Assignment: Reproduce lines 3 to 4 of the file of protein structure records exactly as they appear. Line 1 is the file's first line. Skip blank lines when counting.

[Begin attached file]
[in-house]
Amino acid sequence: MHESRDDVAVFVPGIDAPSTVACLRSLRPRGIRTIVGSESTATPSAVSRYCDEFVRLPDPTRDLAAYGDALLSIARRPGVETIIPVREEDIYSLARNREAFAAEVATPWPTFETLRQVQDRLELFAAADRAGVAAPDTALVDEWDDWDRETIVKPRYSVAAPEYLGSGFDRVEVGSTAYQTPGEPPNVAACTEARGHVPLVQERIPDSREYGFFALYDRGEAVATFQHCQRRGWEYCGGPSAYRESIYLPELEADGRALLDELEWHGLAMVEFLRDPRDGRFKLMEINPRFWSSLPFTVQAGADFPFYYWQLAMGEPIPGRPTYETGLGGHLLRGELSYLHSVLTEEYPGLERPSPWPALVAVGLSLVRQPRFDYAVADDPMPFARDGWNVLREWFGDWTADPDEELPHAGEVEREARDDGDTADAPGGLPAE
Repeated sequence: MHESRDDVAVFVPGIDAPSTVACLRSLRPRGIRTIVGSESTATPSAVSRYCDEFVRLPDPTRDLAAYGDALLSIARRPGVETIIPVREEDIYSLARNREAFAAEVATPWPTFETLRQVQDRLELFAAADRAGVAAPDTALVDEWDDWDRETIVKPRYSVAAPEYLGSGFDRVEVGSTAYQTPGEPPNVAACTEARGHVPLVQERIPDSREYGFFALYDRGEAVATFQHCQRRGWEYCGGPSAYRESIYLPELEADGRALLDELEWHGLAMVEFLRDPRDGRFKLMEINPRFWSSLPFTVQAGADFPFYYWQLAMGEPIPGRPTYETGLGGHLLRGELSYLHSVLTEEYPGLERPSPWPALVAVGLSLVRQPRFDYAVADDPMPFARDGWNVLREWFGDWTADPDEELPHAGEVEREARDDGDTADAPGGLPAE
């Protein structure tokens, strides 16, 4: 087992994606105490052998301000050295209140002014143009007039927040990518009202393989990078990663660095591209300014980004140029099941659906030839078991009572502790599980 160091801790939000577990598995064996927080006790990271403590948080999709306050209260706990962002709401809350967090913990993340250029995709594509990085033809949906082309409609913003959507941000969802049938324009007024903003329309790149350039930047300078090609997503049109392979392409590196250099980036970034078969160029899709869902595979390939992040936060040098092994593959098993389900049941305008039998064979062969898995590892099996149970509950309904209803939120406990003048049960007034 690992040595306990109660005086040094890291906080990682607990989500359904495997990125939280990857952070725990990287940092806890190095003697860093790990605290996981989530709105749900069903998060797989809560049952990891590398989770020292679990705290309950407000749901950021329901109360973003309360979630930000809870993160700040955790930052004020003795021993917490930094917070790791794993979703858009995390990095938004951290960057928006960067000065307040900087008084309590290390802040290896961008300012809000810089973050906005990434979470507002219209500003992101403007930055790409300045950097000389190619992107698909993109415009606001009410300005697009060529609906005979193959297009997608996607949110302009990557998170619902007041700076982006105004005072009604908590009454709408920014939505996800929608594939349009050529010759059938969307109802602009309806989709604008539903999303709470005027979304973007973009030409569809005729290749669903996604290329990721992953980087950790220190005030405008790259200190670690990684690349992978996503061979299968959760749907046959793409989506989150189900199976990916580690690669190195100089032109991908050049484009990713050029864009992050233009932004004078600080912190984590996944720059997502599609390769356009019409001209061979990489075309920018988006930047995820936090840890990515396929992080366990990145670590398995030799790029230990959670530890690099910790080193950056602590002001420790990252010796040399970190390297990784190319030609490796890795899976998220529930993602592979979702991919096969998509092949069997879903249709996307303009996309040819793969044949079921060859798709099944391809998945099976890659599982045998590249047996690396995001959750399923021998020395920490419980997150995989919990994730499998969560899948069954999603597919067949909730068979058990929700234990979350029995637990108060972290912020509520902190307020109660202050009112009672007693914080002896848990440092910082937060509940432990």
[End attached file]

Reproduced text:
Repeated sequence: MHESRDDVAVFVPGIDAPSTVACLRSLRPRGIRTIVGSESTATPSAVSRYCDEFVRLPDPTRDLAAYGDALLSIARRPGVETIIPVREEDIYSLARNREAFAAEVATPWPTFETLRQVQDRLELFAAADRAGVAAPDTALVDEWDDWDRETIVKPRYSVAAPEYLGSGFDRVEVGSTAYQTPGEPPNVAACTEARGHVPLVQERIPDSREYGFFALYDRGEAVATFQHCQRRGWEYCGGPSAYRESIYLPELEADGRALLDELEWHGLAMVEFLRDPRDGRFKLMEINPRFWSSLPFTVQAGADFPFYYWQLAMGEPIPGRPTYETGLGGHLLRGELSYLHSVLTEEYPGLERPSPWPALVAVGLSLVRQPRFDYAVADDPMPFARDGWNVLREWFGDWTADPDEELPHAGEVEREARDDGDTADAPGGLPAE
């Protein structure tokens, strides 16, 4: 087992994606105490052998301000050295209140002014143009007039927040990518009202393989990078990663660095591209300014980004140029099941659906030839078991009572502790599980 160091801790939000577990598995064996927080006790990271403590948080999709306050209260706990962002709401809350967090913990993340250029995709594509990085033809949906082309409609913003959507941000969802049938324009007024903003329309790149350039930047300078090609997503049109392979392409590196250099980036970034078969160029899709869902595979390939992040936060040098092994593959098993389900049941305008039998064979062969898995590892099996149970509950309904209803939120406990003048049960007034 690992040595306990109660005086040094890291906080990682607990989500359904495997990125939280990857952070725990990287940092806890190095003697860093790990605290996981989530709105749900069903998060797989809560049952990891590398989770020292679990705290309950407000749901950021329901109360973003309360979630930000809870993160700040955790930052004020003795021993917490930094917070790791794993979703858009995390990095938004951290960057928006960067000065307040900087008084309590290390802040290896961008300012809000810089973050906005990434979470507002219209500003992101403007930055790409300045950097000389190619992107698909993109415009606001009410300005697009060529609906005979193959297009997608996607949110302009990557998170619902007041700076982006105004005072009604908590009454709408920014939505996800929608594939349009050529010759059938969307109802602009309806989709604008539903999303709470005027979304973007973009030409569809005729290749669903996604290329990721992953980087950790220190005030405008790259200190670690990684690349992978996503061979299968959760749907046959793409989506989150189900199976990916580690690669190195100089032109991908050049484009990713050029864009992050233009932004004078600080912190984590996944720059997502599609390769356009019409001209061979990489075309920018988006930047995820936090840890990515396929992080366990990145670590398995030799790029230990959670530890690099910790080193950056602590002001420790990252010796040399970190390297990784190319030609490796890795899976998220529930993602592979979702991919096969998509092949069997879903249709996307303009996309040819793969044949079921060859798709099944391809998945099976890659599982045998590249047996690396995001959750399923021998020395920490419980997150995989919990994730499998969560899948069954999603597919067949909730068979058990929700234990979350029995637990108060972290912020509520902190307020109660202050009112009672007693914080002896848990440092910082937060509940432990």